First, it’s helped me see that I’m pretty blessed by the availability I have to my family. When I say goodbye to them in the morning, I don’t say goodbye like most fathers do (for 9 hours or more); I say goodbye for an hour or two until they surprise me at the office or I walk home to see them. I can have most meals with them. If Katie’s having a rough time at home she’ll have me come home and help (i.e. spank one of the boys). Katie sends me coffee, smoothies, and love notes daily. Almost all the church’s activities involve my family. Whenever I go on visitations I bring my kids…sometimes even when I shouldn’t (like Linda Sprague’s retirement party: I knew something was wrong when I walked in and didn’t see any other kids, and it got worse when someone said, “I think your son just took a bite out of that cookie and put it back on the tray.”).

Second, I’ve been thinking about the reality of Paul’s words in 1 Corinthians 7:32, 33 that married people have to be concerned about their spouses, but unmarried people can really focus on the Lord. With Katie and the kids gone I was sort of like an unmarried guy again, able to get a ton of work done. It made me hope the unmarried people appreciate all they can do for the Lord during their seasons of singleness. When they get married, and especially when they have children, these other obligations will take priority.

Third, I’ve been thinking about how valuable my wife is to me as a pastor. I didn’t consider how much she helps me…until she’s not here to help me. I bounce ideas off Katie and talk to her about almost everything. Whenever I teach she always gives me feedback. She reads every one of my bulletin letters ahead of time (including this one, which involved a recommendation to remove two paragraphs that were “over the top.” I don’t know what that means, but I took them out anyway). I always go over my sermons with her (sometimes a couple times), but this week I wasn’t able to, and it really bothered me and this week we went over it late Saturday night. Proverbs 18:22 He who find a wife finds what is good and receives favor from the Lord and that’s definitely been the case for me.

A great spiritual heritage means nothing if…

Nobody’s spiritual heritage compares to that of the Jews. Paul lists some of the blessings unique to them as God’s people: the adoption, the glory, the covenants, the giving of the law, the service of God, and the promises; of whom are the fathers and from whom, according to the flesh, Christ came (Rom 9:4, 5). When John the Baptist came on the scene though he told them, “Bear fruits worthy of repentance (meaning produce fruit that shows you’ve repented), and do not think to say to yourselves, ‘We have Abraham as our father.’ For I say to you that God is able to raise up children to Abraham from these stones.” (Matt 3:8, 9).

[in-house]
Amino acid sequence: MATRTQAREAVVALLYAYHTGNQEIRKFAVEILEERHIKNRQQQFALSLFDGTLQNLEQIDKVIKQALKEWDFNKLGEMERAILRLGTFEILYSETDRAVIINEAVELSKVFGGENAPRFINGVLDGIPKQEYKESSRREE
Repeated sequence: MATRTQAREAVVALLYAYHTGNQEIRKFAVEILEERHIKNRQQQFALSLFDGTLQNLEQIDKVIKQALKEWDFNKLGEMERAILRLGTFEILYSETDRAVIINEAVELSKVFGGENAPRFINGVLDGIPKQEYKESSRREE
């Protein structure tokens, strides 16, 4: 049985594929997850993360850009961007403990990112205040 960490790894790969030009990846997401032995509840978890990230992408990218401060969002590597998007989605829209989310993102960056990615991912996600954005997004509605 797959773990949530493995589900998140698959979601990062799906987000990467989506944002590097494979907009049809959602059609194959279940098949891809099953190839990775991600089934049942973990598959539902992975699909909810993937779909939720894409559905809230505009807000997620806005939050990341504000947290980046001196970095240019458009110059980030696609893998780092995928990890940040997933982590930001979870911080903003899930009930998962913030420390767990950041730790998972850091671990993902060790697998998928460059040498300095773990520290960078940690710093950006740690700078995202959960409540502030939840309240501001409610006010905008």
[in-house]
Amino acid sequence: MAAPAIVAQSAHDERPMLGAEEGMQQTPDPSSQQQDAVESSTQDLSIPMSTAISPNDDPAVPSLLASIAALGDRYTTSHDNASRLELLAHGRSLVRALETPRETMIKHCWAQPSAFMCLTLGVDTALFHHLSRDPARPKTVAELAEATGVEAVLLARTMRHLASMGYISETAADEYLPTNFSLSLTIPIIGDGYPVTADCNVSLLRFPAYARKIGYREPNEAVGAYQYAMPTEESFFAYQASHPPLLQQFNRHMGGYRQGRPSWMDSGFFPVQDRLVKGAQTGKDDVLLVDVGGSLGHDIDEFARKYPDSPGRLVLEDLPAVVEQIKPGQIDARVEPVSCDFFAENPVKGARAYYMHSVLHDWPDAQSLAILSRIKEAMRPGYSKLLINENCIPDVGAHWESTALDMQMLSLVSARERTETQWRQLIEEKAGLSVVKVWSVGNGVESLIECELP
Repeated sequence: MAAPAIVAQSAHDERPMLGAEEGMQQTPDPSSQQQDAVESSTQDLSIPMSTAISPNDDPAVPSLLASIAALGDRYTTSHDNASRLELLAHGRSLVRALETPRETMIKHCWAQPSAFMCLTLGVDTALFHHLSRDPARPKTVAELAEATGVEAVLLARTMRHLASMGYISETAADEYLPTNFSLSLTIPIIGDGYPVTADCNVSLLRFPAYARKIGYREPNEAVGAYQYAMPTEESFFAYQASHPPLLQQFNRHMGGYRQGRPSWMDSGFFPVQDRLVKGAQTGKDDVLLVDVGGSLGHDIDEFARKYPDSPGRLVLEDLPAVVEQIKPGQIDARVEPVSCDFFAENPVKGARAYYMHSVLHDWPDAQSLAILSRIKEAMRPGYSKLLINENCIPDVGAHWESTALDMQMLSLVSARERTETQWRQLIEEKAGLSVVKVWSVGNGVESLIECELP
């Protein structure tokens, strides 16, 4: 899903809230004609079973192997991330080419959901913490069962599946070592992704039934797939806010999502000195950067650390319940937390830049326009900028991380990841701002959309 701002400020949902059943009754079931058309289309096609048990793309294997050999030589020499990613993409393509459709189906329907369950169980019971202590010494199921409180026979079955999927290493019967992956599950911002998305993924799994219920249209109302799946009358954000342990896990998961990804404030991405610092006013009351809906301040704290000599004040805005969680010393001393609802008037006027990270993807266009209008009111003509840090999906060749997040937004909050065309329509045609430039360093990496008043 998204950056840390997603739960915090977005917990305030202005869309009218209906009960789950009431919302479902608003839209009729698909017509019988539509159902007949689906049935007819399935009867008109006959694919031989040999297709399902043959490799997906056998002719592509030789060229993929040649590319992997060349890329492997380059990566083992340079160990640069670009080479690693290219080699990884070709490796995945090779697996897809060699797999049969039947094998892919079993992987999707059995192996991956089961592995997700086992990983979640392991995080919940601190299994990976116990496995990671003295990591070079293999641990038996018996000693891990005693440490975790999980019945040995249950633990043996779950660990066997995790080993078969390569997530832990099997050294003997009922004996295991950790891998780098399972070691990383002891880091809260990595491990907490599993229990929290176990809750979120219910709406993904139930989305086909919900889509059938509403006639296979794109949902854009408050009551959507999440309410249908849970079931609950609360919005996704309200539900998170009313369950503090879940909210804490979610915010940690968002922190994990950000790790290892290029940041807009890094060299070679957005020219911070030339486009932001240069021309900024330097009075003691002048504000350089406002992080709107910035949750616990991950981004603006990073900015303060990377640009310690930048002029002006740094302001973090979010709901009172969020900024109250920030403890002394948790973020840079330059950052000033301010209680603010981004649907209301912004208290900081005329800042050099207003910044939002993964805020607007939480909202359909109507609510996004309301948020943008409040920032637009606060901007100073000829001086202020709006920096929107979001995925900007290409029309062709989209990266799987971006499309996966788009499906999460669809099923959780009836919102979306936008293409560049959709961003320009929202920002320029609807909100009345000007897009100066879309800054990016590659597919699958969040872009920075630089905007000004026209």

Basically, the Jews thought they were saved BECAUSE of their spiritual heritages; in that sense it actually became a stumbling block for them. They were trusting in that more than they were trusting in repentance and faith in Christ; therefore, John told them, “God could turn these rocks into children of Abraham” meaning being a physical descendant of Abraham doesn’t cut it.

Jesus had to contend with this too. The Jews told Him, “We are Abraham’s descendants…Abraham is our father” but Jesus replied, “If you were Abraham’s children, you would do the works of Abraham. But now you seek to kill Me…You do the deeds of your father” (John 8:32-41). Abraham was their father physically, but spiritually their father was the devil.

Here’s what’s interesting: Jesus said “If you were Abraham’s children…” but they were Abraham’s children! This makes sense if we understand Abraham had two types of children:

  • Physical or biological children: the Jews.
  • Spiritual children: people who have put their faith in Christ. There there were lots of Jews who were physical children of Abraham, but not spiritual children of Abraham, and there are lots of non-Jews, or Gentiles, who are not physical children of Abraham, but are spiritual children of Abraham:
    • Romans 2:28 He is not a Jew (or child of Abraham) who is one outwardly (or biologically)…but he is a Jew who is one inwardly (or spiritually)
    • Galatians 3:7 Therefore know that only those who are of faith are sons of Abraham. That’s talking about spiritual sons of Abraham.

Jesus and John’s point is the Jews needed to move from being physical children of Abraham to spiritual children of Abraham.

There is tremendous application in this for children today with great spiritual heritages…